I have a rare neurological condition called “Pudendal Neuralgia.” It is so rare that it is not included on the National Organization of Rare Disorders (NORD)’s website. It mainly effects men, and the majority of women who have it usually get it from childbirth. For me, it comes from a mass of scar tissue being wrapped around my nerve, both causing chronic pain and nerve entrapment. The scar was discovered by a 3T MRI performed at the Hospital for Special Surgery in NYC. It is unknown where this scar tissue came from, and I had the condition over a decade before my son was born. Since he was born, the condition has worsened. As of right now, my insurance is refusing to pay for a repeat MRI at the same facility, where a technician is actually trained to locate the nerves my doctor is asking for. The MRI I received at a different facility without that specialist technician was a waste of time and money, as they were unable to even locate the nerves.
I have been in pain management for 6 years for this condition. Because this nerve is responsible for reproductive functioning, bowel control and contributes to being able to walk, it is not possible for my doctor to completely shut the nerve down. Because of the way the scar is on the nerve, it cannot be removed either surgically or chemically. My doctor and I do a balancing act of enough nerve blocks to keep my need for prescription medications low. It is a constantly evolving and active treatment.
As most people in pain management for chronic conditions are now aware, our federal government has taken it upon themselves to be active in the “fight against opioid abuse.” I will not go into the specifics of what they claim and what they want, other than to say that the CDC released “guidelines” that are supposed to “advise” pain management doctors in how they treat their patients. This is unbelievably insulting, as my doctor is very, very well educated and has been in private practice for decades. He doesn’t need some faceless government employee telling him how to care for his patients.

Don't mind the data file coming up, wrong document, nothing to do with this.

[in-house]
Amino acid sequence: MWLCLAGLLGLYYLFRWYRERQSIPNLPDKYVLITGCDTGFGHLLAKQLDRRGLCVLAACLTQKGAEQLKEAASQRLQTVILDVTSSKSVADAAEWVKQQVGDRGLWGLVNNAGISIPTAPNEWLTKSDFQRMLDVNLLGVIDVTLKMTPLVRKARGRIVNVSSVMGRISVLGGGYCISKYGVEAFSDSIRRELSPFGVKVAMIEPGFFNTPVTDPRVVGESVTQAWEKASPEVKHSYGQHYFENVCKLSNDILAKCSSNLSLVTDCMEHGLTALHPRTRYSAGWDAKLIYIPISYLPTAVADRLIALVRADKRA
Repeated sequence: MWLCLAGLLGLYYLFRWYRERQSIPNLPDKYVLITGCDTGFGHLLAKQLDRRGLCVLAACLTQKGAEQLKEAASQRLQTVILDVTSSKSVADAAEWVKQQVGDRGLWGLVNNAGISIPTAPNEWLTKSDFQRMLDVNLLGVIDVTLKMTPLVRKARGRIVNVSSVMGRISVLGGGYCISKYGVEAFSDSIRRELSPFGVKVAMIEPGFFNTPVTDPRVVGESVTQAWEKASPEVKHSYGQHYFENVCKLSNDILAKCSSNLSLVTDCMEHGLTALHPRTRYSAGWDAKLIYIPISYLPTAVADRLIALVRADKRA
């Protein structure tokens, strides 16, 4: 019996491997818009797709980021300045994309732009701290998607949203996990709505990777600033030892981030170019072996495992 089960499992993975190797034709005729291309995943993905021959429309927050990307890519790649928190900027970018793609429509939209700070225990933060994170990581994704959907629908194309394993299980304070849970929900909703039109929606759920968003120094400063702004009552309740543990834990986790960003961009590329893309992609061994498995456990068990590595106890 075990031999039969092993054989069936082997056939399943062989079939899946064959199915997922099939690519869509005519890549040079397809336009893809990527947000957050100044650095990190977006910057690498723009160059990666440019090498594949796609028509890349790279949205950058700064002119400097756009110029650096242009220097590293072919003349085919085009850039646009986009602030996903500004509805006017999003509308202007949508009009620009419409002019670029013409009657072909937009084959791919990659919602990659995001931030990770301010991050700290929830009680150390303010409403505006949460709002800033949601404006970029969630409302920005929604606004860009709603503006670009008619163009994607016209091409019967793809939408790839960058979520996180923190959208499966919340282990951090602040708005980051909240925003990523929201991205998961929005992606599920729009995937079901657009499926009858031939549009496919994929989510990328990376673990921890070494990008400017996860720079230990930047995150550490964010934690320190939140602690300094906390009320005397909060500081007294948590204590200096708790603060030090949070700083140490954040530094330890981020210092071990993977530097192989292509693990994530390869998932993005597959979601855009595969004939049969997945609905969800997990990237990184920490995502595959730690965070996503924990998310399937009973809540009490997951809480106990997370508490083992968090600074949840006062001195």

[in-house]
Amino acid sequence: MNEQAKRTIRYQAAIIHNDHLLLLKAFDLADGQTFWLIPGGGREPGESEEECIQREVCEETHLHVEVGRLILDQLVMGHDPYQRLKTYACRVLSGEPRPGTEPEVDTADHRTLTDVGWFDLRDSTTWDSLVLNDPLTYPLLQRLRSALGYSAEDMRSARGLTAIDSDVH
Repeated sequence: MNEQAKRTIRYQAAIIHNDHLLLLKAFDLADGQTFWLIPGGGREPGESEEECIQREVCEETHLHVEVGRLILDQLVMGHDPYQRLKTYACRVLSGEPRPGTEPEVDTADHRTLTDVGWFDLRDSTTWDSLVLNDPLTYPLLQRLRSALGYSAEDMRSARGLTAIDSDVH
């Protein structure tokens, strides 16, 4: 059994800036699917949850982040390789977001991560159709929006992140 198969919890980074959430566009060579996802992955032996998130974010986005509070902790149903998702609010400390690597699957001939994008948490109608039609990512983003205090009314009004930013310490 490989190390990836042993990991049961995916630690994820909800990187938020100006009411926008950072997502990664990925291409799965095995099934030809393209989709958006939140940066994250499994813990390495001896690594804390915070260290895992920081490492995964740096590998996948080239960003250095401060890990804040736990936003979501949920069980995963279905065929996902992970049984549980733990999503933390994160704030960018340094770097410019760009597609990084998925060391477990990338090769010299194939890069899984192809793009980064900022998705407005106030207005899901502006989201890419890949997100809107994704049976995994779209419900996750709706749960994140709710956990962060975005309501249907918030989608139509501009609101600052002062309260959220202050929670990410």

The CDC said that unless a patient is having cancer treatments, is dying or has a disease from a small list they created, they should not receive opiate therapy. Instead, they should take over-the-counter medications like Tylenol or Advil, apply ice packs or heating pads, learn coping strategies and receive “talk therapy,” to get to the route of their pain. They also said that it isn’t even desirable that these patients be “pain-free.” For people without chronic pain, of course they’d think those things.
Since I don’t fit the bill for opiates, according to them, I thought I’d test out their “treatments,” by trading them for my prescription pills for a day to see what happened. It didn’t go well.
I went off of my prescription pain medications, and replaced it with Tylenol. I can only take Tylenol because I take another anti-inflammatory drug that cannot be taken with any other over-the-counter medicines. So that’s what I took instead of my prescription, and I periodically sat on an ice pack. At first it was manageable, but then the pain kept creeping up. The Tylenol did nothing, but the ice gave a little relief. That relief is short-lived, as you cannot keep ice on your body for very long or it will cause damage. Once the pack was removed, the small relief was gone.